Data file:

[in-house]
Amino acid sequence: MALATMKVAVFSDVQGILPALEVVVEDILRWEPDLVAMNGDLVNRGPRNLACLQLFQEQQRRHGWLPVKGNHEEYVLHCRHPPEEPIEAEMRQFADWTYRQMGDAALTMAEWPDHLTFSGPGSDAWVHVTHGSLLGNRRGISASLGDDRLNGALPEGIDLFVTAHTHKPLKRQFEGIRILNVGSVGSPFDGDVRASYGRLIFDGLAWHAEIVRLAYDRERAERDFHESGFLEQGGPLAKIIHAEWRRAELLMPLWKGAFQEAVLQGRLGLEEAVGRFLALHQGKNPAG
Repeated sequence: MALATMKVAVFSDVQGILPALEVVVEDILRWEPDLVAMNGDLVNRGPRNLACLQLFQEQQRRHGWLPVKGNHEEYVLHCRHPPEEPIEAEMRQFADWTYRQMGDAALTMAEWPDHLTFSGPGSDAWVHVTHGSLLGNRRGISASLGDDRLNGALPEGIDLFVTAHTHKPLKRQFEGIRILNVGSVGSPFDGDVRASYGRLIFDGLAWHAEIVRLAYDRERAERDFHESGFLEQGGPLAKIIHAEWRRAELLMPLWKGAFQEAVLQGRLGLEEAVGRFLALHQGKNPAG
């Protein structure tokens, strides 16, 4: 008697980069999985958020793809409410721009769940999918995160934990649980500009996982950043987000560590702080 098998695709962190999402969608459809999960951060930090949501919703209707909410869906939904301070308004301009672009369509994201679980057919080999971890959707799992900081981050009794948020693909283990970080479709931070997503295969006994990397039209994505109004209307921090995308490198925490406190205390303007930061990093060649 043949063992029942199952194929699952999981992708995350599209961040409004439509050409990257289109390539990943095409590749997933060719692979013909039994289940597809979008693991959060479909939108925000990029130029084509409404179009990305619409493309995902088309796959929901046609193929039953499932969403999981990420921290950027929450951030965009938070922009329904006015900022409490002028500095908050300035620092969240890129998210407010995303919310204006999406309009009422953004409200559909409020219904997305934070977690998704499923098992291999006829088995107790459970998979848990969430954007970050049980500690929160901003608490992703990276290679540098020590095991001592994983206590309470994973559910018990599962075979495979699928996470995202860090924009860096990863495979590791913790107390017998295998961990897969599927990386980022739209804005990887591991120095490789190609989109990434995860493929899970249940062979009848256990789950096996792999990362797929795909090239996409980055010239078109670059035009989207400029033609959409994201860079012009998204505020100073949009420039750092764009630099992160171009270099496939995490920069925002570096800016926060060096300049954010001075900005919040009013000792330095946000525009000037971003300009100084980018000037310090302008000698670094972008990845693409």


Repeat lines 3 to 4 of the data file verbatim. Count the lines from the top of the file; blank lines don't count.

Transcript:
Repeated sequence: MALATMKVAVFSDVQGILPALEVVVEDILRWEPDLVAMNGDLVNRGPRNLACLQLFQEQQRRHGWLPVKGNHEEYVLHCRHPPEEPIEAEMRQFADWTYRQMGDAALTMAEWPDHLTFSGPGSDAWVHVTHGSLLGNRRGISASLGDDRLNGALPEGIDLFVTAHTHKPLKRQFEGIRILNVGSVGSPFDGDVRASYGRLIFDGLAWHAEIVRLAYDRERAERDFHESGFLEQGGPLAKIIHAEWRRAELLMPLWKGAFQEAVLQGRLGLEEAVGRFLALHQGKNPAG
């Protein structure tokens, strides 16, 4: 008697980069999985958020793809409410721009769940999918995160934990649980500009996982950043987000560590702080 098998695709962190999402969608459809999960951060930090949501919703209707909410869906939904301070308004301009672009369509994201679980057919080999971890959707799992900081981050009794948020693909283990970080479709931070997503295969006994990397039209994505109004209307921090995308490198925490406190205390303007930061990093060649 043949063992029942199952194929699952999981992708995350599209961040409004439509050409990257289109390539990943095409590749997933060719692979013909039994289940597809979008693991959060479909939108925000990029130029084509409404179009990305619409493309995902088309796959929901046609193929039953499932969403999981990420921290950027929450951030965009938070922009329904006015900022409490002028500095908050300035620092969240890129998210407010995303919310204006999406309009009422953004409200559909409020219904997305934070977690998704499923098992291999006829088995107790459970998979848990969430954007970050049980500690929160901003608490992703990276290679540098020590095991001592994983206590309470994973559910018990599962075979495979699928996470995202860090924009860096990863495979590791913790107390017998295998961990897969599927990386980022739209804005990887591991120095490789190609989109990434995860493929899970249940062979009848256990789950096996792999990362797929795909090239996409980055010239078109670059035009989207400029033609959409994201860079012009998204505020100073949009420039750092764009630099992160171009270099496939995490920069925002570096800016926060060096300049954010001075900005919040009013000792330095946000525009000037971003300009100084980018000037310090302008000698670094972008990845693409």